Final Rule on Labeling Changes Pushed Back to July 2016

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PTSM: Pharmaceutical Technology Sourcing and Management

PTSM: Pharmaceutical Technology Sourcing and Management-01-06-2016, Volume 12, Issue 1

FDA sets a July 2016 deadline for the final version of the rule on labeling changes for approved drugs and biologics.

The deadline for FDA’s final rule, Supplemental Applications Proposing Labeling Changes for Approved Drugs and Biological Products, has been extended to July 2016 according to a notice on the Office of Information and Regulatory Affairs website. The rule revises and clarifies procedures for changes to the labeling of an approved drug and applies to new drug applications (NDAs), abbreviated new drug applications (ANDAs), and biologics license applications (BLAs). FDA has extended the deadline to address industry comments and concerns. 

According to FDA, 80% of drugs in the marketplace are generic drugs approved in ANDAs. ANDA holders, however, are not allowed to use the changes being effected (CBE) supplement process NDA and BLA holders use to update product labeling to reflect updated safety information. The notice states that, “this regulatory difference recently has been determined to mean that an individual can bring a product liability action for ‘failure to warn’ against an NDA holder, but generally not an ANDA holder. This may alter the incentives for generic-drug manufacturers to comply with current requirements to conduct robust postmarketing surveillance, evaluation, and reporting, and to ensure that their product labeling is accurate and up-to-date. Accordingly, there is a need for ANDA holders to be able to independently update product labeling to reflect certain newly acquired safety information as part of the ANDA holder's independent responsibility to ensure that its product labeling is accurate and up to date.”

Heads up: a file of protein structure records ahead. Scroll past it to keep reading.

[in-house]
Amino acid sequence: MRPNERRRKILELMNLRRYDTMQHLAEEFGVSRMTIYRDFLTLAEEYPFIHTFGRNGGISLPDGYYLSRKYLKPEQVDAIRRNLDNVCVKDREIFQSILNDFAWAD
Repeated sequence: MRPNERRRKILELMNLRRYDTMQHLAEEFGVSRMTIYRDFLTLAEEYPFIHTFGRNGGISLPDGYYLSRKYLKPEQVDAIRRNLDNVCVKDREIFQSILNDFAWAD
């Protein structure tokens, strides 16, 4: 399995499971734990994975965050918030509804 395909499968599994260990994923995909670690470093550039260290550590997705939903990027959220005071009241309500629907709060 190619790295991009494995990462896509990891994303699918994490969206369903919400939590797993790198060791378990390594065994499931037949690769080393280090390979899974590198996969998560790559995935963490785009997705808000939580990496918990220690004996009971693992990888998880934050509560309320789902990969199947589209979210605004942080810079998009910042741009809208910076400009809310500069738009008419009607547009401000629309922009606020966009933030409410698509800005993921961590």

FDA hopes the rule would allow for timely communication of safety related labeling changes and encourage generic-drug companies to work actively with the agency. The Food, Drug, and Cosmetic Act gives FDA the authority over the labeling for drugs and biologic products.


In a statement on its website, Generic Pharmaceutical Association (GPhA) President and CEO Chip Davis said, “GPhA is pleased that FDA will continue to evaluate the wide range of concerns expressed over the currently proposed changes to generic drug labeling requirements. GPhA continues to support the Expedited Agency Review, a better way forward that strengthens the communication of drug safety information without putting patients at risk … The FDA is the only entity with all of the data needed to recommend a safety information change. Instead, the EAR suggests time parameters for the FDA to take action and encourages the adoption of e-labeling for real time information sharing rather than continuing the reliance on paper label changes that take months or years to adopt. The EAR also takes important steps to make sure that multiple different labels do not exist for products with the same active ingredients, safety and efficacy.”